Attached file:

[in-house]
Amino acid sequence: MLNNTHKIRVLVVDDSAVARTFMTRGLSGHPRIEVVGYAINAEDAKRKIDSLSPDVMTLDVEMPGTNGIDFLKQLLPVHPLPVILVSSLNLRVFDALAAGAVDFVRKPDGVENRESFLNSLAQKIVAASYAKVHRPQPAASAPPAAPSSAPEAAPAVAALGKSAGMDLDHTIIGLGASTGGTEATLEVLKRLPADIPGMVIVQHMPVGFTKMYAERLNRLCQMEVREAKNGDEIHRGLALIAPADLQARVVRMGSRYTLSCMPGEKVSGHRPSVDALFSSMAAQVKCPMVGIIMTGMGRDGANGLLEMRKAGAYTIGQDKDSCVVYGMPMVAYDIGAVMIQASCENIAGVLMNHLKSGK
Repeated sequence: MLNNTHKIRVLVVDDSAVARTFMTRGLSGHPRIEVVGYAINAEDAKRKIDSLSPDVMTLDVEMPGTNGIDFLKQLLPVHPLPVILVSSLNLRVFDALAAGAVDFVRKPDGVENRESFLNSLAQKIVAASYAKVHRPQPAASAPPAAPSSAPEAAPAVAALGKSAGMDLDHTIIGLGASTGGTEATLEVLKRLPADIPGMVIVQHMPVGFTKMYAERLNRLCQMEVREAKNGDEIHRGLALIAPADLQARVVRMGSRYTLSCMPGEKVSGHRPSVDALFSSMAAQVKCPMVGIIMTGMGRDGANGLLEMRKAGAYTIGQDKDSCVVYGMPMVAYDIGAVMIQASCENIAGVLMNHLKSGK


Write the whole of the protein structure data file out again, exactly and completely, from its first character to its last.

[in-house]
Amino acid sequence: MLNNTHKIRVLVVDDSAVARTFMTRGLSGHPRIEVVGYAINAEDAKRKIDSLSPDVMTLDVEMPGTNGIDFLKQLLPVHPLPVILVSSLNLRVFDALAAGAVDFVRKPDGVENRESFLNSLAQKIVAASYAKVHRPQPAASAPPAAPSSAPEAAPAVAALGKSAGMDLDHTIIGLGASTGGTEATLEVLKRLPADIPGMVIVQHMPVGFTKMYAERLNRLCQMEVREAKNGDEIHRGLALIAPADLQARVVRMGSRYTLSCMPGEKVSGHRPSVDALFSSMAAQVKCPMVGIIMTGMGRDGANGLLEMRKAGAYTIGQDKDSCVVYGMPMVAYDIGAVMIQASCENIAGVLMNHLKSGK
Repeated sequence: MLNNTHKIRVLVVDDSAVARTFMTRGLSGHPRIEVVGYAINAEDAKRKIDSLSPDVMTLDVEMPGTNGIDFLKQLLPVHPLPVILVSSLNLRVFDALAAGAVDFVRKPDGVENRESFLNSLAQKIVAASYAKVHRPQPAASAPPAAPSSAPEAAPAVAALGKSAGMDLDHTIIGLGASTGGTEATLEVLKRLPADIPGMVIVQHMPVGFTKMYAERLNRLCQMEVREAKNGDEIHRGLALIAPADLQARVVRMGSRYTLSCMPGEKVSGHRPSVDALFSSMAAQVKCPMVGIIMTGMGRDGANGLLEMRKAGAYTIGQDKDSCVVYGMPMVAYDIGAVMIQASCENIAGVLMNHLKSGK